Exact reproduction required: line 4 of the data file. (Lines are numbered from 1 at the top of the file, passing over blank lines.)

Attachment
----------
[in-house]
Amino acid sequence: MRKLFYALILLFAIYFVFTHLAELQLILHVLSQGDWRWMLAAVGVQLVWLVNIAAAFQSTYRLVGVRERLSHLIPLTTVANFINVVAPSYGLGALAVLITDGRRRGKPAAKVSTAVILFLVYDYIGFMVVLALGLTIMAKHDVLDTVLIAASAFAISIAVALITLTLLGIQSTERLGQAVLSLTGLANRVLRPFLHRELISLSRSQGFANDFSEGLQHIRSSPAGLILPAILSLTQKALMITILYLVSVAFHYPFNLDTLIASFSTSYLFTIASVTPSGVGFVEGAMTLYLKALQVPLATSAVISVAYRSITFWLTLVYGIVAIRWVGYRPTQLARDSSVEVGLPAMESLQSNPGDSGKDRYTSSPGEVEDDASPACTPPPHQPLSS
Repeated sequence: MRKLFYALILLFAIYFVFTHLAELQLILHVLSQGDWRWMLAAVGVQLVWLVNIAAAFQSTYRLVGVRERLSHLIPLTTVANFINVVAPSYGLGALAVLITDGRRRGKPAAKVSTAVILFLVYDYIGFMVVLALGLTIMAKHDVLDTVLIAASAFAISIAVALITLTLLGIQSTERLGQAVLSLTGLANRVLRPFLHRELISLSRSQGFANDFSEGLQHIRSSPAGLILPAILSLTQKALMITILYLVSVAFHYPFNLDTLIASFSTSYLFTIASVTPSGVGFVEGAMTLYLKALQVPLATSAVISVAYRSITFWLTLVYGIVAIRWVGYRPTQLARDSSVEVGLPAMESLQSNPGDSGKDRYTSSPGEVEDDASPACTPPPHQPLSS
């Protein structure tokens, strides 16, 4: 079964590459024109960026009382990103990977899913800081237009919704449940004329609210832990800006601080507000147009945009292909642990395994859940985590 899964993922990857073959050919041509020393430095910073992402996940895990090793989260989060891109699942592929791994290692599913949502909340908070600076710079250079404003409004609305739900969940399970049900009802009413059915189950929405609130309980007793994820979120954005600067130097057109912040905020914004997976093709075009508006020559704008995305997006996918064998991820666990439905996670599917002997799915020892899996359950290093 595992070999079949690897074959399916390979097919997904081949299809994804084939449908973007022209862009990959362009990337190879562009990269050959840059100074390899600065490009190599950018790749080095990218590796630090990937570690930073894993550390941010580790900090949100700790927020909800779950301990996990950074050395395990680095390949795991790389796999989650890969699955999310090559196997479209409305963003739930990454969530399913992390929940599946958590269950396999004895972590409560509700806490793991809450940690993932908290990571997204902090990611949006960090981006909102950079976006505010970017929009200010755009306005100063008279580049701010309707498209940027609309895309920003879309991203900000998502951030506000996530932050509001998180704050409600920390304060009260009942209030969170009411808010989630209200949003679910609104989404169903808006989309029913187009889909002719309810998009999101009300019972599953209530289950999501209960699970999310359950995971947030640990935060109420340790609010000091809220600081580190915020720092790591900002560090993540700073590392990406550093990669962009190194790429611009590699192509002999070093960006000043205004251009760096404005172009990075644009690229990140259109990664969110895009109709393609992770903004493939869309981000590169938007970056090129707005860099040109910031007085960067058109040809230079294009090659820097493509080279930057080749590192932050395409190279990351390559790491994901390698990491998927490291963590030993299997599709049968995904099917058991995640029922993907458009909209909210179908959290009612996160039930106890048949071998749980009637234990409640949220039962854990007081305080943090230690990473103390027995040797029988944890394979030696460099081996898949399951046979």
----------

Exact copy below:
């Protein structure tokens, strides 16, 4: 079964590459024109960026009382990103990977899913800081237009919704449940004329609210832990800006601080507000147009945009292909642990395994859940985590 899964993922990857073959050919041509020393430095910073992402996940895990090793989260989060891109699942592929791994290692599913949502909340908070600076710079250079404003409004609305739900969940399970049900009802009413059915189950929405609130309980007793994820979120954005600067130097057109912040905020914004997976093709075009508006020559704008995305997006996918064998991820666990439905996670599917002997799915020892899996359950290093 595992070999079949690897074959399916390979097919997904081949299809994804084939449908973007022209862009990959362009990337190879562009990269050959840059100074390899600065490009190599950018790749080095990218590796630090990937570690930073894993550390941010580790900090949100700790927020909800779950301990996990950074050395395990680095390949795991790389796999989650890969699955999310090559196997479209409305963003739930990454969530399913992390929940599946958590269950396999004895972590409560509700806490793991809450940690993932908290990571997204902090990611949006960090981006909102950079976006505010970017929009200010755009306005100063008279580049701010309707498209940027609309895309920003879309991203900000998502951030506000996530932050509001998180704050409600920390304060009260009942209030969170009411808010989630209200949003679910609104989404169903808006989309029913187009889909002719309810998009999101009300019972599953209530289950999501209960699970999310359950995971947030640990935060109420340790609010000091809220600081580190915020720092790591900002560090993540700073590392990406550093990669962009190194790429611009590699192509002999070093960006000043205004251009760096404005172009990075644009690229990140259109990664969110895009109709393609992770903004493939869309981000590169938007970056090129707005860099040109910031007085960067058109040809230079294009090659820097493509080279930057080749590192932050395409190279990351390559790491994901390698990491998927490291963590030993299997599709049968995904099917058991995640029922993907458009909209909210179908959290009612996160039930106890048949071998749980009637234990409640949220039962854990007081305080943090230690990473103390027995040797029988944890394979030696460099081996898949399951046979």